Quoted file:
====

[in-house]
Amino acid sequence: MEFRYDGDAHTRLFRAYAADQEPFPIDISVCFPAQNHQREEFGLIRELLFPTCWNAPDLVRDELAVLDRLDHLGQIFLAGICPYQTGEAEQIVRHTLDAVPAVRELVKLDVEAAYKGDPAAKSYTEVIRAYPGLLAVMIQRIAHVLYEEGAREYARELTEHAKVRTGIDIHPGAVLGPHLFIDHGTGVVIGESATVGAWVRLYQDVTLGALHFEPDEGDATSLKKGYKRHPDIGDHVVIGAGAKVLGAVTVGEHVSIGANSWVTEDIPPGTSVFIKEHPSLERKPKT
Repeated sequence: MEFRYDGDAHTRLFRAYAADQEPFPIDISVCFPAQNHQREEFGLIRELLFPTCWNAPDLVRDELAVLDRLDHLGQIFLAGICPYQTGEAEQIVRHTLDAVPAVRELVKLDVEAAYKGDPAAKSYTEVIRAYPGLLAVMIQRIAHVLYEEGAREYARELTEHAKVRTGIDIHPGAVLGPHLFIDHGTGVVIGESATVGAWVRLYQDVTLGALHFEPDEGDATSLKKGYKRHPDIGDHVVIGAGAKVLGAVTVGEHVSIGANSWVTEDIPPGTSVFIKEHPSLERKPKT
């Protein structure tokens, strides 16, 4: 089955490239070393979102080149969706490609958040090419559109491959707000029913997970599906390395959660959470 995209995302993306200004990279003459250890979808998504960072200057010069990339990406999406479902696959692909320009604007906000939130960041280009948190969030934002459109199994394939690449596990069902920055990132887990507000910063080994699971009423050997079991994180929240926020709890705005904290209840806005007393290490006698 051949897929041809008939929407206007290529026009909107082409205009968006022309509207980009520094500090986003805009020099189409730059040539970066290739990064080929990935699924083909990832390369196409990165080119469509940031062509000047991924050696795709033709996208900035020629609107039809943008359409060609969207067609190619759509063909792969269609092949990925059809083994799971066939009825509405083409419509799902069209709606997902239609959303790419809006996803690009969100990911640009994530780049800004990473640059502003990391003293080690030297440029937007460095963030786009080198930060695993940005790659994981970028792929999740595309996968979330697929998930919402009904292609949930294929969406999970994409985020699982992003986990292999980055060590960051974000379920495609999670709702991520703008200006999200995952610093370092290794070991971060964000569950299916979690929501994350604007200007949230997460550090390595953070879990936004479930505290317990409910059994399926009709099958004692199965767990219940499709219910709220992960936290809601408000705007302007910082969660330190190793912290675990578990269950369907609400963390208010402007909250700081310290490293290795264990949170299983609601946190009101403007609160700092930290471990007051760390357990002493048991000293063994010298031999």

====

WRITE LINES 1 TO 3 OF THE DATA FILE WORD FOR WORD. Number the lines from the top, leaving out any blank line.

[in-house]
Amino acid sequence: MEFRYDGDAHTRLFRAYAADQEPFPIDISVCFPAQNHQREEFGLIRELLFPTCWNAPDLVRDELAVLDRLDHLGQIFLAGICPYQTGEAEQIVRHTLDAVPAVRELVKLDVEAAYKGDPAAKSYTEVIRAYPGLLAVMIQRIAHVLYEEGAREYARELTEHAKVRTGIDIHPGAVLGPHLFIDHGTGVVIGESATVGAWVRLYQDVTLGALHFEPDEGDATSLKKGYKRHPDIGDHVVIGAGAKVLGAVTVGEHVSIGANSWVTEDIPPGTSVFIKEHPSLERKPKT
Repeated sequence: MEFRYDGDAHTRLFRAYAADQEPFPIDISVCFPAQNHQREEFGLIRELLFPTCWNAPDLVRDELAVLDRLDHLGQIFLAGICPYQTGEAEQIVRHTLDAVPAVRELVKLDVEAAYKGDPAAKSYTEVIRAYPGLLAVMIQRIAHVLYEEGAREYARELTEHAKVRTGIDIHPGAVLGPHLFIDHGTGVVIGESATVGAWVRLYQDVTLGALHFEPDEGDATSLKKGYKRHPDIGDHVVIGAGAKVLGAVTVGEHVSIGANSWVTEDIPPGTSVFIKEHPSLERKPKT